…and why should you care?
Well, this is a tough one to answer, because regulation and certification by government entities around the world have been a bit slow to respond to demand in the marketplace for organic clothing. There is some good news however; for those wanting to learn about what organic clothing means, and why they should care.
First, you should care because organic clothing is sustainable, with a smaller impact on the environment during the growing and production processes. Plus, organic crops are grown without the use of harmful pesticides, making organic clothing far safer to wear for people with sensitive skin – including babies, whose skin is more porous than adults – making them vulnerable to anything harmful that remains in the fabric after production.
Organic Labeling Standards
Labeling requirements for organic foods are ahead of those for organic clothing. Because of this, buying organic cotton clothing makes a great deal of sense. You see, “there are USDA standards for certifying cotton plants and the cotton fibers that they produce as being organic because cotton seeds and cotton oils are also important food products. Anything that is sold as “USDA Organic” must contain 95% organic ingredients, produced without conventional fertilizers or synthetic pesticides and use sustainable and environmentally-friendly agricultural methods.” (OrganicClothing.blogs.com)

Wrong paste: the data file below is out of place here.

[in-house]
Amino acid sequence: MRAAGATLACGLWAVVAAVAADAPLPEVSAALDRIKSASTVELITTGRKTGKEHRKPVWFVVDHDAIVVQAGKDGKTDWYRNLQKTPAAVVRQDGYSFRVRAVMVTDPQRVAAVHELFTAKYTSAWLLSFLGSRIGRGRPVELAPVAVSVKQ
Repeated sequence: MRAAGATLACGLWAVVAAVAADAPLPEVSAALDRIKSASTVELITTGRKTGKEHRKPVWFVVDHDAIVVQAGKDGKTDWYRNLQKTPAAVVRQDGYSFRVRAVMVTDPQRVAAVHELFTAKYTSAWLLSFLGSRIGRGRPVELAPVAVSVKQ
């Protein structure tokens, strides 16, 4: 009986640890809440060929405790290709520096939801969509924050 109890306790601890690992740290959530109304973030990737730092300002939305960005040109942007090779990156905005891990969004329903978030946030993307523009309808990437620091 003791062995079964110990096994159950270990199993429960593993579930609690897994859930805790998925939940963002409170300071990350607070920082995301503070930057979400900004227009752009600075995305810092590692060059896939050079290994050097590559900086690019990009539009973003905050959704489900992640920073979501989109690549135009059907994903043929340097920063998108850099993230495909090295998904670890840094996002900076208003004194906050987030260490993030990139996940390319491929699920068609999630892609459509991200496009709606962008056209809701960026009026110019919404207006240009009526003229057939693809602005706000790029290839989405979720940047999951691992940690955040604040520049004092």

In other words, the words “organic” and “certified” are very important when it comes to understanding the differences in the types of “organic clothing” you may see being sold.
- Organic – Here is where you should exercise the most caution as this is often a marketing tool, instead of proof of the organic nature of the product you're thinking of buying.
- Certified Organic – For any product sold in the U.S., regardless of where it was grown or produced, to carry the USDA Organic logo, it be at least 95% organic, and must have been inspected by a certified agent of the USDA Organic Certification Program.
- 100% Organic – Raw or processed agricultural products in this category must meet these criteria: All ingredients must be certified organic. Any processing aids must be organic. Product labels must state the name of the certifying agent on the information panel.
Click here for more on the Organic Standards for growing and labeling products, as set by the US Department of Agriculture (USDA).
Ultimately, the responsibility for finding and buying 100% organic clothing rests with you, despite the often confusing organic labeling standards as a parent and consumer of clothing for your family.